15 - 16 November 2006, United Nations, New York



10:00-11:20, Conference Room 2

Moderator: Ms. Caren A. Grown, Senior Scholar and Co-director of the Gender Equality and the Economy program, The Levy Economics Institute
Ms. Haoua Dia
MP, President Senegalese Women's Council
Ms. Jan Peterson, Chair, Huairou Commission and Member, High-Level Commission on the Legal Empowerment of the Poor
Prof. Cheryl Doss, Professor of Economics, Yale University


“Women are still grossly denied the right to adequate housing and related rights such as land and water. We live in a world today where millions of women are homeless and landless. Many millions more due to non-implementation of their rights to housing and land, are one step away from becoming homeless and landless. Poverty is a critical overlaying factor that intersects with the other factors to deny women their right[s]…”
Miloon Kothari, Special Rapporteur on Adequate Housing, March 2005

Poverty has the power to simultaneously disenfranchise, deny and disempower. Its effects are multiple – economic, political, social and cultural. Yet they are not equal for all groups or by gender. Too many women in too many countries confront constrained opportunities and are unable access to the productive resources and assets that exist within their societies.

This gender-based “asset gap” refers to a broad range of ways in which women are excluded from participation in the economy and society.  Limiting women’s ability to accumulate wealth has far-reaching implications for inclusive and gender-equitable development. The limitations are multiple and can include women’s exclusion from formal land ownership, financial capital, education, healthcare, water, and energy.  Recent work has focused on marital and inheritance laws and the legal impediment they pose for asset-building by women in the developing world.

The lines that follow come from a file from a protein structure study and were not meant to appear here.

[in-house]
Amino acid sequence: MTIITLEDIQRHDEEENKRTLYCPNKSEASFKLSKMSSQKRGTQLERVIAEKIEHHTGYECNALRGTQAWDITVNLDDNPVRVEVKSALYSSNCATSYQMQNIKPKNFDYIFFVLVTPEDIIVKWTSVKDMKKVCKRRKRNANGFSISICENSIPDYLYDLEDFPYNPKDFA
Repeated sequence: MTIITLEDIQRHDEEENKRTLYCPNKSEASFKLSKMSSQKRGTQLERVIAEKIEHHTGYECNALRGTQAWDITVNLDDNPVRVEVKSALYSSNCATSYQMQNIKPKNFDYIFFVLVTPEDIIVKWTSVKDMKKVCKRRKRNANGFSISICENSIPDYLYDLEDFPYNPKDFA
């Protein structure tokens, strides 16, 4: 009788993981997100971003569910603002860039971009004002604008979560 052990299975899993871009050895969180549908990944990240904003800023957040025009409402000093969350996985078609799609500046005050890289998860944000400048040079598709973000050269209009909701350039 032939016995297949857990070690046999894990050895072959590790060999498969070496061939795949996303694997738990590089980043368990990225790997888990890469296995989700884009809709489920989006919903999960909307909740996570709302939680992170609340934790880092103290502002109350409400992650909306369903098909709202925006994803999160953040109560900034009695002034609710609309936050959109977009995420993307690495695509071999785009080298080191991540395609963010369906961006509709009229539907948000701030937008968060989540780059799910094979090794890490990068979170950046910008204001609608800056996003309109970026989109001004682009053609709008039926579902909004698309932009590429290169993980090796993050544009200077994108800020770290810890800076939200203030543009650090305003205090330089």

In policy and practice, the response has been directed at the need to establish, standardize and implement effective frameworks that can overcome these different barriers in different spheres of society. The spaces that the state, community, family and market occupy will condition the accumulation of assets, with gender playing a role in each of them.  A country’s legal framework, especially marital and inheritance regimes, set the stage for women’s ability to accumulate assets.  Social norms and market institutions then provide for further constraints and opportunities. 

The gender-based asset gap is not a new concept. What is open for debate are the policies and programmes to address it.  It is about reassessing ways to partner with the poor and rethinking how things are done. One approach involves assisting women to organize as the implementers and evaluators of the kind of changes they want. It calls for power sharing and shifting resources and decision-making.  It requires looking at the share of dollars going to research and professionals versus the flows received by community driven initiatives.  Networks of grassroots women organizations are already entrenched in these topics through their work on issues of land, housing and basic services.  What is needed now is to learn about, apply and multiply them.

Additional discussion is merited on how women’s access to assets impacts a country’s overall development, such as achieving the Millennium Development Goals. Constraints and obstacles to opportunities mean more women are less educated and healthy, and more are vulnerable and marginalized. Within countries, questions of access may vary by region, province and town, and across social groups. Accounting for these differences requires flexible approaches rooted in local realities.

Panel participants representing each of the sectors will discuss their experiences in the realm of expanding women’s access to assets: marital and inheritance law, basic social services and land and housing.  The session will draw on practical examples to facilitate a better understanding of the dynamics of the players and the policies that can promote effective strategies to empower women.  Moreover, the session will provide a framework for exchanging lessons learned and on-the-ground experiences for creating the sustainable outcomes necessary for change.

Panel participants and focus areas:
Professor Cheryl Doss, Access to Assets and Legal Structures
Ms. Haoua Dia, Access to Basic Social Services (Health, Education)
Ms. Jan Peterson, Access to Land and Housing, Situations of Conflict and Reconstruction